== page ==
An SSG spokeswoman said last week that the group awarded the BPAs to increase the pool of vendors from which Air Force employees can purchase PCs. Although she did not directly criticize the performance of the Desktop V contract, she said additional vehicles were needed to accommodate the service's year-end rush on computer orders and to kick-start price competition and technology refreshment.
Consultant Chip Mather, a former SSG employee who now serves as senior vice president for Acquisition Solutions Inc., said the Desktop V contract had "lost its real value." He said the sole major contractor on Desktop V, Raytheon Systems Co. (formerly Hughes Data Systems), had "lost interest" in the program.
Tom Walters, the Desktop V program manager at Raytheon, said the company was continuing to refresh the contract "with the very latest products and the most competitive pricing." But he added that he was "somewhat disappointed" that the BPAs would be competing against Desktop V under different terms and conditions.
He said the company did not plan to take any action in regard to the awards until officials there obtained more information about how the BPAs would compete with Desktop V for Air Force business.
Heitkamp said SSG officials were in discussions with Desktop V vendors on ways to make their contracts more competitive with the BPAs. He said SSG is offering to remove Desktop V requirements, such as five-year on-call maintenance and three-year software upgrades, to make the contracts less costly to customers.
Bob McFarland, vice president and general manager of Dell Federal, said he believes the BPAs can give Air Force users better service than they have received through Desktop V. "I believe the Air Force can get a faster turnaround and better pricing with this BPA because it allows the Air Force to take advantage of price cuts and new technology as they become available," he said.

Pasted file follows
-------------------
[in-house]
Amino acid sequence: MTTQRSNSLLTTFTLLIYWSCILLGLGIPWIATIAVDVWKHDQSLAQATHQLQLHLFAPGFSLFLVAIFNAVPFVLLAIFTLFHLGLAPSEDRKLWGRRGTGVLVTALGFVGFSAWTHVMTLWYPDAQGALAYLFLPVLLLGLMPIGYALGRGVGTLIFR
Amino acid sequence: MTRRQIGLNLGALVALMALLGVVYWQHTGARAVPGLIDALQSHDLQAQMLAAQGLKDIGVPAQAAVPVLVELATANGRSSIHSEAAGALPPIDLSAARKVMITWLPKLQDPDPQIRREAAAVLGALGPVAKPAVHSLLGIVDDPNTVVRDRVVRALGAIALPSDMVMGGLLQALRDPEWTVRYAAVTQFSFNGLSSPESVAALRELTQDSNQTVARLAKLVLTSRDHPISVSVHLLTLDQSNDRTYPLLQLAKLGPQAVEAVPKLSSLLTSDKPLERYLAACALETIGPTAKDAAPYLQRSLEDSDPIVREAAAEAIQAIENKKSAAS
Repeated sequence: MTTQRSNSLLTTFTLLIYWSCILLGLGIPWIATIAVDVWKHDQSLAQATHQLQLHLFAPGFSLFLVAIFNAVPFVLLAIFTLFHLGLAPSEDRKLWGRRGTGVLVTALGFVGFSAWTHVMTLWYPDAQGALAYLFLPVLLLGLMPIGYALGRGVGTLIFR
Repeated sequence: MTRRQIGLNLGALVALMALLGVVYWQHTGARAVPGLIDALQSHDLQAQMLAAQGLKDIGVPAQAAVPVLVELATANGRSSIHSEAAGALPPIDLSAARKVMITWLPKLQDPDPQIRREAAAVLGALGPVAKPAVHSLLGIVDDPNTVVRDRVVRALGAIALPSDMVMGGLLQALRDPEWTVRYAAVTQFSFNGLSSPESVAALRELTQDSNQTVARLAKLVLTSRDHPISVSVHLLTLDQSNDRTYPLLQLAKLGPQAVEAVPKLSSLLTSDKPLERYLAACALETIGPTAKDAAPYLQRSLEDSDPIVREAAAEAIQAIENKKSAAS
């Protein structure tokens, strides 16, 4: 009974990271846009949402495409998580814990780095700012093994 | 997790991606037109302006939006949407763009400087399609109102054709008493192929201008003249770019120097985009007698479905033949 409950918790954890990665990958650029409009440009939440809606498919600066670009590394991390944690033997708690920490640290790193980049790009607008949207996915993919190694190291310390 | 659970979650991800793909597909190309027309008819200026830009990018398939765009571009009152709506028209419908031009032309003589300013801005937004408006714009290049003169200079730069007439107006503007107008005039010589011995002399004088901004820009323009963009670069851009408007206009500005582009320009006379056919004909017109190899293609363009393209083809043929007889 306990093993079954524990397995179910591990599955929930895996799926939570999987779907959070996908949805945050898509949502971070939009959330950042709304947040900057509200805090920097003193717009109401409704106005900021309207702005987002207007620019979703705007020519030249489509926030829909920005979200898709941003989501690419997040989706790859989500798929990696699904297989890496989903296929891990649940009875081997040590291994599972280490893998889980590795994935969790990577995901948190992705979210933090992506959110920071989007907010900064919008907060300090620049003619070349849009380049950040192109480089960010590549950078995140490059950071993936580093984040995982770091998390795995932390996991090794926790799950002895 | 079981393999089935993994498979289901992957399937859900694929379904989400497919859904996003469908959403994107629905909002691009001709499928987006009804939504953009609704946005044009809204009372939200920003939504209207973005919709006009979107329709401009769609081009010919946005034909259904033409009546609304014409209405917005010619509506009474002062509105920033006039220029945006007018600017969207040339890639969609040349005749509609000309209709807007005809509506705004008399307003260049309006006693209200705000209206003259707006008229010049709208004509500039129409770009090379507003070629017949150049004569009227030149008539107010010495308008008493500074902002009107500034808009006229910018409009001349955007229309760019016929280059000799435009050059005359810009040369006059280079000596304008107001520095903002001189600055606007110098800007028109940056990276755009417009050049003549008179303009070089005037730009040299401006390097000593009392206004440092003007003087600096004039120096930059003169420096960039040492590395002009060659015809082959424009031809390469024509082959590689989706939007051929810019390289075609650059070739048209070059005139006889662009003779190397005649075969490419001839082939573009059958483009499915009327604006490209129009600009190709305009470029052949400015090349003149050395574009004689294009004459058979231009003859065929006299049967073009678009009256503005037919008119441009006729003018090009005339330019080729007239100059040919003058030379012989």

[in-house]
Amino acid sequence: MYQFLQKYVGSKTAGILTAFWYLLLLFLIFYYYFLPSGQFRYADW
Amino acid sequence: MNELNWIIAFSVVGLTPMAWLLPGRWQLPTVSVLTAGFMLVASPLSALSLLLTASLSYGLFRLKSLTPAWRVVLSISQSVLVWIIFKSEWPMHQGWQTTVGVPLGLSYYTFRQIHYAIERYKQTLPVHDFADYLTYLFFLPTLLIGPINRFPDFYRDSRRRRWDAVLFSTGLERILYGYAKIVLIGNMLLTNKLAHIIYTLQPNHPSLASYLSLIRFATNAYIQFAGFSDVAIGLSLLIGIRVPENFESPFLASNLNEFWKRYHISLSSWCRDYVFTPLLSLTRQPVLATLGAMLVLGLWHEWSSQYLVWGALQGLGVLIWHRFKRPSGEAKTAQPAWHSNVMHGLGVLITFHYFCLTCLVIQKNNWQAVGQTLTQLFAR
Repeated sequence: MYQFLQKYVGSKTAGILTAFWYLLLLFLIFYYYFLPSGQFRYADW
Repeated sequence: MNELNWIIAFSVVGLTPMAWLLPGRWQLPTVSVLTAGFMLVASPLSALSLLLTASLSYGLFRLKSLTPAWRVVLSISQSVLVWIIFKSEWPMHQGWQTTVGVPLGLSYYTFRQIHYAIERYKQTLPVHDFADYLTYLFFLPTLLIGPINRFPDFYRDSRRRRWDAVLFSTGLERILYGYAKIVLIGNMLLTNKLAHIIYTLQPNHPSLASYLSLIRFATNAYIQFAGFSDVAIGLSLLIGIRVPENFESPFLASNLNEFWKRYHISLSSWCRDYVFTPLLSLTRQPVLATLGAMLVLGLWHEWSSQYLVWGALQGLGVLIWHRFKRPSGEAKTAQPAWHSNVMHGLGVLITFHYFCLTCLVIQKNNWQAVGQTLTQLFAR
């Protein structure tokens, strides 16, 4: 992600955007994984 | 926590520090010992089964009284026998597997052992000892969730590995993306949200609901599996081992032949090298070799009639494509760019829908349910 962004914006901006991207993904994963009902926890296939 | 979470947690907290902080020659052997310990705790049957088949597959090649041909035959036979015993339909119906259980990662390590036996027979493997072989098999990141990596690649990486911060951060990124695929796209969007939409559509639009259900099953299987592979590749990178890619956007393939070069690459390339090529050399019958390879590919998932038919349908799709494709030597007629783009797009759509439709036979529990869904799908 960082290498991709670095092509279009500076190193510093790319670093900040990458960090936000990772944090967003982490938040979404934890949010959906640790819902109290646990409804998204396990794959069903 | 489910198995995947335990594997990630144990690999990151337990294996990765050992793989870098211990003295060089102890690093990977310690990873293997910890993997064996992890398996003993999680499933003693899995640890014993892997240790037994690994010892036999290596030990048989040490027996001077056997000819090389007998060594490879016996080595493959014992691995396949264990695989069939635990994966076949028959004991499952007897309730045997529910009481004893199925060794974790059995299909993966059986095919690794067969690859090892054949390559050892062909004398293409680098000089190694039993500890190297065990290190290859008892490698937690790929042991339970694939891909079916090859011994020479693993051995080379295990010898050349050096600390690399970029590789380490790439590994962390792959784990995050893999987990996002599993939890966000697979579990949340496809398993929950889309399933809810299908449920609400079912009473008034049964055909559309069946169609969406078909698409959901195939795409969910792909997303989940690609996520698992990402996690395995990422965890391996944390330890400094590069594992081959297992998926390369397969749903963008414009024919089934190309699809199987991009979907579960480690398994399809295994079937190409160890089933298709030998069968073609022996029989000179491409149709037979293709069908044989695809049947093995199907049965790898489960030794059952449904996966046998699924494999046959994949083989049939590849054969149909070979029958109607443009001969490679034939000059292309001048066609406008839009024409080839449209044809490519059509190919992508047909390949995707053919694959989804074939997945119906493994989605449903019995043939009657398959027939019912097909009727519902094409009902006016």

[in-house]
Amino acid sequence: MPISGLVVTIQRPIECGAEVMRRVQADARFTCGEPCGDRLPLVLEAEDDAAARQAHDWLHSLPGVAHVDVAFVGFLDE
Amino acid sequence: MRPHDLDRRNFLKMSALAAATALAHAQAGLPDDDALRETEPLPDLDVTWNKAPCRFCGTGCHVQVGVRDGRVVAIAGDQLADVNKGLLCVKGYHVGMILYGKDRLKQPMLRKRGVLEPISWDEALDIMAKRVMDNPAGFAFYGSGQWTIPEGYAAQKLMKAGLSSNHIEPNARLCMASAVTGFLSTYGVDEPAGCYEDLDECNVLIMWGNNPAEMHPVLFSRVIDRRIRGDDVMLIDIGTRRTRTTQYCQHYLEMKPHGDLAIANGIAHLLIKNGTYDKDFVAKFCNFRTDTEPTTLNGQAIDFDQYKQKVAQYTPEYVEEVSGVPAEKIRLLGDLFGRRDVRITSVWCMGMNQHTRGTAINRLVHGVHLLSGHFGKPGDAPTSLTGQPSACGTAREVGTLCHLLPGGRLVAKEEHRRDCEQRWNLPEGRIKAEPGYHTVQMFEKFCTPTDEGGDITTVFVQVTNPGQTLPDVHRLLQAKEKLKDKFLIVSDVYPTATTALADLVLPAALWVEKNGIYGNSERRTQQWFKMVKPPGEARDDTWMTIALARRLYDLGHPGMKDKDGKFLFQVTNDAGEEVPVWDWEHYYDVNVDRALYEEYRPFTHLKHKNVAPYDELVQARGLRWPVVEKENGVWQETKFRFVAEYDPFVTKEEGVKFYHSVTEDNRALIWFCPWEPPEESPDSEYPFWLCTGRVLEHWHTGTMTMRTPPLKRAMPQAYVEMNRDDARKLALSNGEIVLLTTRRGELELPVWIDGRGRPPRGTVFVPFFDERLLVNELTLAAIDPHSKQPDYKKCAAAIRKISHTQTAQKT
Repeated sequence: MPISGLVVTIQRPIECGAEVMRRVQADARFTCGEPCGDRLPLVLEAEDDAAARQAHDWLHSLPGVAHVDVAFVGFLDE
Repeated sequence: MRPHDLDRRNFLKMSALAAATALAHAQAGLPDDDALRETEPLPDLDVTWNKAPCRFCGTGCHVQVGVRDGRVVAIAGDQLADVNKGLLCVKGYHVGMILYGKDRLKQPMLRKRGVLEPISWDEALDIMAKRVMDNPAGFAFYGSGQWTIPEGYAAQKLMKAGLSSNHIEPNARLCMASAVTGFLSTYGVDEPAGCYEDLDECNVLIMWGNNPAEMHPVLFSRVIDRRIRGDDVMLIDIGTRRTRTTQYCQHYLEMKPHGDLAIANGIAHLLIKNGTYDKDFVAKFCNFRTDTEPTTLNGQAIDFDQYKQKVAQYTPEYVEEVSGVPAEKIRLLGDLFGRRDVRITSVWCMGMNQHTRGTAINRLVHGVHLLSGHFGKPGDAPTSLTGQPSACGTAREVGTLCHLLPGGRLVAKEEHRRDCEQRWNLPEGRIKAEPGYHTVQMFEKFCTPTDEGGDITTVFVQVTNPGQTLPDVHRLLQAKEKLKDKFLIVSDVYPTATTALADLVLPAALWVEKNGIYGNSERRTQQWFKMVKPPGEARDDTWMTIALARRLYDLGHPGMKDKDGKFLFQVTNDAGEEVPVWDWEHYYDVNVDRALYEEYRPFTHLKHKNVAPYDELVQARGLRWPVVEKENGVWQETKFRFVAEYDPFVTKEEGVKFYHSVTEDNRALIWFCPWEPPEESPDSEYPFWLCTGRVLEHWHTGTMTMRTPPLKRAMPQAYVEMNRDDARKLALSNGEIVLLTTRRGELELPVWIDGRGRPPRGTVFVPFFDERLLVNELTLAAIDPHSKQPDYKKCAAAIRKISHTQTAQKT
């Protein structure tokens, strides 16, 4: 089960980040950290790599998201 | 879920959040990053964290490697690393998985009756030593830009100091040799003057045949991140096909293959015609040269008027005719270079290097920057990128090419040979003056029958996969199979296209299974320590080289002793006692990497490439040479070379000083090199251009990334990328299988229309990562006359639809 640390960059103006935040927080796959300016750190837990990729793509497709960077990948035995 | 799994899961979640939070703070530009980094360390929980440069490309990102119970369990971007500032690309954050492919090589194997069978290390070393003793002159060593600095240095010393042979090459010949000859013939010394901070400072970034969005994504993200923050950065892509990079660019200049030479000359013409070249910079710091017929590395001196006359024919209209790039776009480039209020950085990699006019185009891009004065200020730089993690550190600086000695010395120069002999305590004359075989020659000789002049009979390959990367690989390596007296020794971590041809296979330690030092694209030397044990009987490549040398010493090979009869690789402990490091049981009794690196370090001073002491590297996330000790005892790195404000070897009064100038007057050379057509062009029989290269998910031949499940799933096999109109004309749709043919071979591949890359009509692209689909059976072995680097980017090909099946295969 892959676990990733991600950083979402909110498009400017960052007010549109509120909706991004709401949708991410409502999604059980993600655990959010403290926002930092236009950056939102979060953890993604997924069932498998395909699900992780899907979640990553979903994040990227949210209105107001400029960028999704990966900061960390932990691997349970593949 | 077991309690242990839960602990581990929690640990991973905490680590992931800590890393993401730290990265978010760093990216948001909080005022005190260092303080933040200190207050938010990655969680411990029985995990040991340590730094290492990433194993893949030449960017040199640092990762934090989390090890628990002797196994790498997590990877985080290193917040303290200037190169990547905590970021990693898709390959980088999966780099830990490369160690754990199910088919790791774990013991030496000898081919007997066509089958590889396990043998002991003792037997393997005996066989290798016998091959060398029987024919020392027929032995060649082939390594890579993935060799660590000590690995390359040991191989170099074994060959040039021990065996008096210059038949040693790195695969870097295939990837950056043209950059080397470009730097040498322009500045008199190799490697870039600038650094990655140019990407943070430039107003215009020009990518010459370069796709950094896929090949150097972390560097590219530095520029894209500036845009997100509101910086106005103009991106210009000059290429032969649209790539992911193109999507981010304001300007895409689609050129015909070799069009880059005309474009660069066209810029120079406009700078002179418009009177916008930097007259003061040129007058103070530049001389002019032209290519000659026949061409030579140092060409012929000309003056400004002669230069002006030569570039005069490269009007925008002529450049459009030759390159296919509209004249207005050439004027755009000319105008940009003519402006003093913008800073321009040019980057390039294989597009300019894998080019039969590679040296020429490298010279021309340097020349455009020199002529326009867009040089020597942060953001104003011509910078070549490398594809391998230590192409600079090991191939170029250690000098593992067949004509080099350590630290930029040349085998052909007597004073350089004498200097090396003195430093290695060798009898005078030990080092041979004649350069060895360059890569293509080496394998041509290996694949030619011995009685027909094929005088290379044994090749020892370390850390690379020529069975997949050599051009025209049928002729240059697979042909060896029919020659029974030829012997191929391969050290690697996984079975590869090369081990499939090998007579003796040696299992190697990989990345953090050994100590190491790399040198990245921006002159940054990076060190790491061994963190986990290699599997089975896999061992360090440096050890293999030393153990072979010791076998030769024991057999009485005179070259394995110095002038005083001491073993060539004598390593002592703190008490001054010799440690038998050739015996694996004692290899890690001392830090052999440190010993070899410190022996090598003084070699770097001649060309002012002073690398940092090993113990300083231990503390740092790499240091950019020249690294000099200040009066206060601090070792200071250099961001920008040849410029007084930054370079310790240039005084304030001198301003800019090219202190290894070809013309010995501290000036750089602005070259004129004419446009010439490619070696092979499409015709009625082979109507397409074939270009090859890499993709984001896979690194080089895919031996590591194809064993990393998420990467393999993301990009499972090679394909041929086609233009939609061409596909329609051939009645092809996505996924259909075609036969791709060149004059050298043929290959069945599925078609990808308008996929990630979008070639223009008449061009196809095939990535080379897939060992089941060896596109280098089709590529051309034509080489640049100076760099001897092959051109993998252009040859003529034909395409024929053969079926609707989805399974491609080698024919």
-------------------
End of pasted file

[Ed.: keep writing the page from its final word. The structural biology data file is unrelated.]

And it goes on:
But Robert Guerra, president of consulting firm Robert J. Guerra & Associates, said he believes manufacturers such as Dell and Micron may not be able to offer customers the support they could receive from an integrator.
"There is not one single manufacturer that I know of that is going to be responsive to the worldwide locations," Guerra said. "They do not have the in-country points of contact, and that's where you deliver to the mission. The guy in the battlefield is the guy we ought to be concerned about."
Dell will offer its full line of General Services Administration schedule desktop systems, including its OptiPlex and Dimension desktop systems, its Latitude high-end notebook computers and its PowerEdge 2300 servers, McFarland said. He said the equipment would be discounted at different levels below the GSA list price depending on the configuration ordered.
Micron will provide its ClientPro line of PCs, its TransPort Trek 233 notebook and its NetFrame server line. Micron has set up a World Wide Web site for Air Force BPA customers at www.micronpc.com/ssg. McFarland said late last week that Dell was in the process of setting up a Web site for SSG customers.